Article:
57. TerryMN said

    Willis E responds with pretty much my exact thoughts/response to the essay (after you skip past the digest) over at WUWT, at 13:50:something.

  58. JAE said

    I guess IPCC is rebuilding trust:

    LOL! I have never seen a more pathetic case of sniveling losers! It is truly uplifting! 🙂

  59. I was just there at romms?

    any way his attitude is typical and tone feels like a rat on a sinking ship.
    No one here said anything demeaning like what he said. If I were Judith
    I would right off that ” friendship “

  60. AMac said

    #59 —

    Comment # 264172 in the Romm thread doesn’t appear to be what you say it is, any longer.

  61. Jon said

    I think Dr. Curry is mistaken about this being a question of transparency. Its screeds like the one from Ben Santer, and the generally steady run of falsehoods and misdirection that gets published on Real Climate that gird the trust-gap.

    For instance Romm has now started a bit of a yarn about the history of climate audit. Nevermind that one of Steve’s big gripes was about the (lack of) supporting documentation behind papers. climate2003 was his effort to do his part in this regard. Meanwhile real-climate came out as a professionally orchestrated attack project basically from the start–and arguably was put together to target, first and foremost, Steve McIntyre.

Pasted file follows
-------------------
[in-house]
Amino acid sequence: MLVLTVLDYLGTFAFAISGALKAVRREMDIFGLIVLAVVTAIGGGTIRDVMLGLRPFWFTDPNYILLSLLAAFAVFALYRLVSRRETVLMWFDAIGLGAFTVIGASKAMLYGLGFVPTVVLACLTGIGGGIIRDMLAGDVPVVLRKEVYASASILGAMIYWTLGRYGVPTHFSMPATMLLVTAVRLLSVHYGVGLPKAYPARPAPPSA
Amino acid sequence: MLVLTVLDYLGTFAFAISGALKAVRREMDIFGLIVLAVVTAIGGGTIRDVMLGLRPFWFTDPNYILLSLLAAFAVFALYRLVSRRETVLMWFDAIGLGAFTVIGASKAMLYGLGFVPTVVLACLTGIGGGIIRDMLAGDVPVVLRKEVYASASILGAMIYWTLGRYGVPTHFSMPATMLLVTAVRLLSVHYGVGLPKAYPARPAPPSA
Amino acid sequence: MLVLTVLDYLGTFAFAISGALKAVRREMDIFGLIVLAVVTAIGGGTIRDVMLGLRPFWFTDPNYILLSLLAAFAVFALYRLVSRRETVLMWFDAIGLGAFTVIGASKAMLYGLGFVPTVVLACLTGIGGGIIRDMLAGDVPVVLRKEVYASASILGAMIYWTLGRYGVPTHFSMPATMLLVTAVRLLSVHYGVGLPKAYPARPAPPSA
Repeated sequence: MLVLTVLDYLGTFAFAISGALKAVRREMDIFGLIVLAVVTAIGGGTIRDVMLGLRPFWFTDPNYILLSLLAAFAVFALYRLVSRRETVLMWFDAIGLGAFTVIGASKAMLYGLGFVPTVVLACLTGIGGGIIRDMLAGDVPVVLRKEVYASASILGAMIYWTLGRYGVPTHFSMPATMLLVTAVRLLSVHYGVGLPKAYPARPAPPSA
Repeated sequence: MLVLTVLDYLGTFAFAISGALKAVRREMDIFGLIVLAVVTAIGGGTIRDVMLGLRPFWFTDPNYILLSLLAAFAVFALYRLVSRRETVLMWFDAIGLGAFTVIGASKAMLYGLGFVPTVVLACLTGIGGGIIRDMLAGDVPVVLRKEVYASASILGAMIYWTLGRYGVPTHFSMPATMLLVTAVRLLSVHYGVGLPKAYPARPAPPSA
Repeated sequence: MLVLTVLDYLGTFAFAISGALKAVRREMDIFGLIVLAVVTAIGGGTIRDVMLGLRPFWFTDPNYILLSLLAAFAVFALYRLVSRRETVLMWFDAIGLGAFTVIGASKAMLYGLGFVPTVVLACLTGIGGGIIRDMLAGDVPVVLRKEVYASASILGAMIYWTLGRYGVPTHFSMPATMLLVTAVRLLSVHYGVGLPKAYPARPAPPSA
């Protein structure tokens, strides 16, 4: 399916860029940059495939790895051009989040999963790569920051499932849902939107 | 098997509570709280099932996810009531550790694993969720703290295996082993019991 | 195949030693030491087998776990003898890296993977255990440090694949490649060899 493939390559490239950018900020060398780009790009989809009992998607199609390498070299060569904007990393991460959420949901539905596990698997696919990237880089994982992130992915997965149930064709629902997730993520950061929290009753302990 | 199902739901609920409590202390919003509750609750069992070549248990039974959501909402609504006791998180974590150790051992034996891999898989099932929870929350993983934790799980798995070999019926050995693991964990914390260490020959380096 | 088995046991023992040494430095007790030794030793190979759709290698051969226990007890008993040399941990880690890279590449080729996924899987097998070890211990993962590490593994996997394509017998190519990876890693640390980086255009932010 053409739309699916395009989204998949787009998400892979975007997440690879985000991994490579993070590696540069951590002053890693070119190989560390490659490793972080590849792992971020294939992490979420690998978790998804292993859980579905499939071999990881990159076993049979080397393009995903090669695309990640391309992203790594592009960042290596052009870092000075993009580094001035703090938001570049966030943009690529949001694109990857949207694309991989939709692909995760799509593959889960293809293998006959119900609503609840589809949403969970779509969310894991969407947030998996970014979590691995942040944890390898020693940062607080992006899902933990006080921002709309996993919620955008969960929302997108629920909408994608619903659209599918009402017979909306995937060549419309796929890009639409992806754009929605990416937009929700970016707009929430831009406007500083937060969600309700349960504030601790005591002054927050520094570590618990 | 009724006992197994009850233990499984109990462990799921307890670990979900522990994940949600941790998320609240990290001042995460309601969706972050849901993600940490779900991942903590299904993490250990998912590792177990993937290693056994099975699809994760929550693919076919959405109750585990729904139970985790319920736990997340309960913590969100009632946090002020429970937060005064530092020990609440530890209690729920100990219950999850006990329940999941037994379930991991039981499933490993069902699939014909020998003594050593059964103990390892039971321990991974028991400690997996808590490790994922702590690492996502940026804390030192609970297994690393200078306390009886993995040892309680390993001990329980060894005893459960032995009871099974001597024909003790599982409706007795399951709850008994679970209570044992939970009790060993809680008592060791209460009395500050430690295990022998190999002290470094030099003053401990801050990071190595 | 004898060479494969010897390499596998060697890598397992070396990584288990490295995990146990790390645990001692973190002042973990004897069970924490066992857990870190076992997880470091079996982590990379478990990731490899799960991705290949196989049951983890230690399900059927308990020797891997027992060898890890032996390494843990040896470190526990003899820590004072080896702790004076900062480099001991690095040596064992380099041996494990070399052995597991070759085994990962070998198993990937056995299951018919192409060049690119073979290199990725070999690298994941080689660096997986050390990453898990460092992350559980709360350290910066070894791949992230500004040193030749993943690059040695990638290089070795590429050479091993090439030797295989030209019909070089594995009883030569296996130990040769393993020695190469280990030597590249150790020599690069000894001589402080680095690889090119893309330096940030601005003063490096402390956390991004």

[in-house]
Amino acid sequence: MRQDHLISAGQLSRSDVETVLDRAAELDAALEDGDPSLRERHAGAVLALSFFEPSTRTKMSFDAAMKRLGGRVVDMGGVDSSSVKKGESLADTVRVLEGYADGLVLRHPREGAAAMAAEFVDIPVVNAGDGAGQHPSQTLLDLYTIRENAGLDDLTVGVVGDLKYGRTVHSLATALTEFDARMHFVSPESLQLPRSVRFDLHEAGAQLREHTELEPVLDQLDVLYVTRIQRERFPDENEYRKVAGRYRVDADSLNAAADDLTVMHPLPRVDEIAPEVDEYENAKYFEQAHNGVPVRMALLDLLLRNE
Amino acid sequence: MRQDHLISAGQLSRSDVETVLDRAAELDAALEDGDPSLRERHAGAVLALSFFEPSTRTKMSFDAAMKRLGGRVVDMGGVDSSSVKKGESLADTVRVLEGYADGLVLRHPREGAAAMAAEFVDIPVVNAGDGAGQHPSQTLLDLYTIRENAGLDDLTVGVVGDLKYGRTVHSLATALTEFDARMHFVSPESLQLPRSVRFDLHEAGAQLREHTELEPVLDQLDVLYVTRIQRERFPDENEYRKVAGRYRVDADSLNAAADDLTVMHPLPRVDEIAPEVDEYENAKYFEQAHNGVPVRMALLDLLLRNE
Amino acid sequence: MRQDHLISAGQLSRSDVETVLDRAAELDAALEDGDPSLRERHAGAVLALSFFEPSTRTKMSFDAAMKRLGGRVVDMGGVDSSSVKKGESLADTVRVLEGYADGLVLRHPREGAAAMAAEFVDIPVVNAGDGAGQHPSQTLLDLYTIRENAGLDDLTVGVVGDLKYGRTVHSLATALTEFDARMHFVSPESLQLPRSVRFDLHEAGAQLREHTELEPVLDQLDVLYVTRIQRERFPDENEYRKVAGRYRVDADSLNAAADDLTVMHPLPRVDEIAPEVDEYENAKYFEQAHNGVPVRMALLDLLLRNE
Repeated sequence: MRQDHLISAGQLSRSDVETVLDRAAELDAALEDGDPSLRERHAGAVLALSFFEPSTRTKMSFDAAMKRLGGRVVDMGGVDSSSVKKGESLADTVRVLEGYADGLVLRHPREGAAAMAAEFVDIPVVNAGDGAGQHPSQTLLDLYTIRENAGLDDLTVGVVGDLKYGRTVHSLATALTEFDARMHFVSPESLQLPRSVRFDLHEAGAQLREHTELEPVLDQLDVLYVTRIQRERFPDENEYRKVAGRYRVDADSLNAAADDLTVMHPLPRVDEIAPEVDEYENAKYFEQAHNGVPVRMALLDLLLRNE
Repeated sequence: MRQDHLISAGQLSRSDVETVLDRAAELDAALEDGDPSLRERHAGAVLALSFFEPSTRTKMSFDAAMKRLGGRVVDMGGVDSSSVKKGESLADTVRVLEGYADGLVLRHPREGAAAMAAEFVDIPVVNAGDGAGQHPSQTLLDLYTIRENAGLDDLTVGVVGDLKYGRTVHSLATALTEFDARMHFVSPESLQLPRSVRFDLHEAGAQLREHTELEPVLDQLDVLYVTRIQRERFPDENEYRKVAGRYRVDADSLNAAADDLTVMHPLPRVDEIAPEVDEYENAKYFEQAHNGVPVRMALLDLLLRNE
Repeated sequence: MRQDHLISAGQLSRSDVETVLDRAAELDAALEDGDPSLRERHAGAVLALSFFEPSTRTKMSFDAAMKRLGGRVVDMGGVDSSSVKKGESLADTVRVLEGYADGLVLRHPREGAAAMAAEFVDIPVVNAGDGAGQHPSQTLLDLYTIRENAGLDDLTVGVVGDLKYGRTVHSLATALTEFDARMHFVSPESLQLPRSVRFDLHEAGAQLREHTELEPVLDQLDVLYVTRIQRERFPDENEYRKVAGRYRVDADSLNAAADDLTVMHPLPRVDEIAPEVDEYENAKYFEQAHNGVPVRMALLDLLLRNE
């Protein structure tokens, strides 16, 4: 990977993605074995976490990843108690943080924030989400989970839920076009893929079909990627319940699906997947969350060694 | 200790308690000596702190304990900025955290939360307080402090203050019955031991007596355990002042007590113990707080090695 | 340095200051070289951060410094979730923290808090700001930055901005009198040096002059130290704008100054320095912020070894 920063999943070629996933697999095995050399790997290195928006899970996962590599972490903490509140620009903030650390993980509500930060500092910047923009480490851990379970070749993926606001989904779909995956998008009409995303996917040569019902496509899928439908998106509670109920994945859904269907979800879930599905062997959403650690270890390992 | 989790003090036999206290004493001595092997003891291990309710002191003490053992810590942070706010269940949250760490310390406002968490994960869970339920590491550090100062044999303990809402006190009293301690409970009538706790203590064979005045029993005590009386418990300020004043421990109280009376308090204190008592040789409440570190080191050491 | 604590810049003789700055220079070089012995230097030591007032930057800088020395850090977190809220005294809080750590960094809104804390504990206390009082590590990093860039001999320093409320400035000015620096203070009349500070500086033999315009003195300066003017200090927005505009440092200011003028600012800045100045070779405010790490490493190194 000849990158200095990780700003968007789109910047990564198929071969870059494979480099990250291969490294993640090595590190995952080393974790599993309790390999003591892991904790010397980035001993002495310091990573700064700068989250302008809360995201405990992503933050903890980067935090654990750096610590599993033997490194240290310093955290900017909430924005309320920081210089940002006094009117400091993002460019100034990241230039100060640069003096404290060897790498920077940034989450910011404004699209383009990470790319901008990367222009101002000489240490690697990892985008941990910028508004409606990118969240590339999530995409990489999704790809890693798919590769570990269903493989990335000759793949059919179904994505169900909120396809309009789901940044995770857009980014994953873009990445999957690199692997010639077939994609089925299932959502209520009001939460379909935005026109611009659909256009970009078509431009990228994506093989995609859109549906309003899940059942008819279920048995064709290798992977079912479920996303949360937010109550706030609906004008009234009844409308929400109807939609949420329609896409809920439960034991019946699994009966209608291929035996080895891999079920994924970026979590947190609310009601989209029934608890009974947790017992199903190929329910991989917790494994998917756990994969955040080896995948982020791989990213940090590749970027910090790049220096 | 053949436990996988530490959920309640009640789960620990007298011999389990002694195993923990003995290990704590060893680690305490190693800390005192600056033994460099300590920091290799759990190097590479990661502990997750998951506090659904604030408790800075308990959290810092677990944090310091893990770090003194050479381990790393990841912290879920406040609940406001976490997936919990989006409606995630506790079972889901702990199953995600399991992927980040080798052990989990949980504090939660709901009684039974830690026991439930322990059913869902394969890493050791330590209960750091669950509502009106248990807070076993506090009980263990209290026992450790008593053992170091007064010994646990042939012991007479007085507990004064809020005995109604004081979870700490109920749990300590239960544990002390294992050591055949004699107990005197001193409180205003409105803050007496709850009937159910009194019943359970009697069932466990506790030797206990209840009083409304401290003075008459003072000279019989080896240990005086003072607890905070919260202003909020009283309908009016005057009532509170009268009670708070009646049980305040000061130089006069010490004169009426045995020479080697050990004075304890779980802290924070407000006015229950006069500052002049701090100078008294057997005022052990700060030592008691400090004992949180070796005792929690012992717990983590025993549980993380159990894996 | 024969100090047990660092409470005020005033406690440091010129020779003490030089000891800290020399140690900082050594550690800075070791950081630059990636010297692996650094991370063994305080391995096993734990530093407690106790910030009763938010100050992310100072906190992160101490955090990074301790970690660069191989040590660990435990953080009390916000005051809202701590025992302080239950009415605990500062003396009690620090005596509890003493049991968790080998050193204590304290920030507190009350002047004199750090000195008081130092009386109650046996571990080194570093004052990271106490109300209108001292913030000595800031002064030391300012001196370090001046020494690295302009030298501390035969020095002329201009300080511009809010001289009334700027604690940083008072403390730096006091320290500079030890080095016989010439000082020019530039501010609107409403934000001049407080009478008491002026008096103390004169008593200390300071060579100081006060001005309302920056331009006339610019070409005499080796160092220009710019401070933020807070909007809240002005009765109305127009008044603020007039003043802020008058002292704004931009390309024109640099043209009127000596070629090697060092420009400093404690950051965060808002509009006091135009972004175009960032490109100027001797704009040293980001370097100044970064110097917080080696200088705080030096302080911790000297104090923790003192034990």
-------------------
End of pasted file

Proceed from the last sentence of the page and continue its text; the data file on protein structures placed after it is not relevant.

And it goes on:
62. Jon P said

    48.jon rappoport said
    February 24, 2010 at 9:36 pm
    This Just In:

    Trust in science is trust in data and methods, not in people.

    That would work out great if the general populace was composed entirely of scientists. They are not and politicians will take no action until their “finger in the air” test is complete. So a strong element of public relations is very important.

  63. Colonial said

    Dr. Curry,

    One theme that runs through your post is that of the “oil industry” as evil ogre. I recognize that you are, at least in part, quoting others’ charges, but at no point do you take issue with this characterization, other than to note that recent skeptics aren’t actually funded by the evil ogre, despite pro-AGW claims that they are.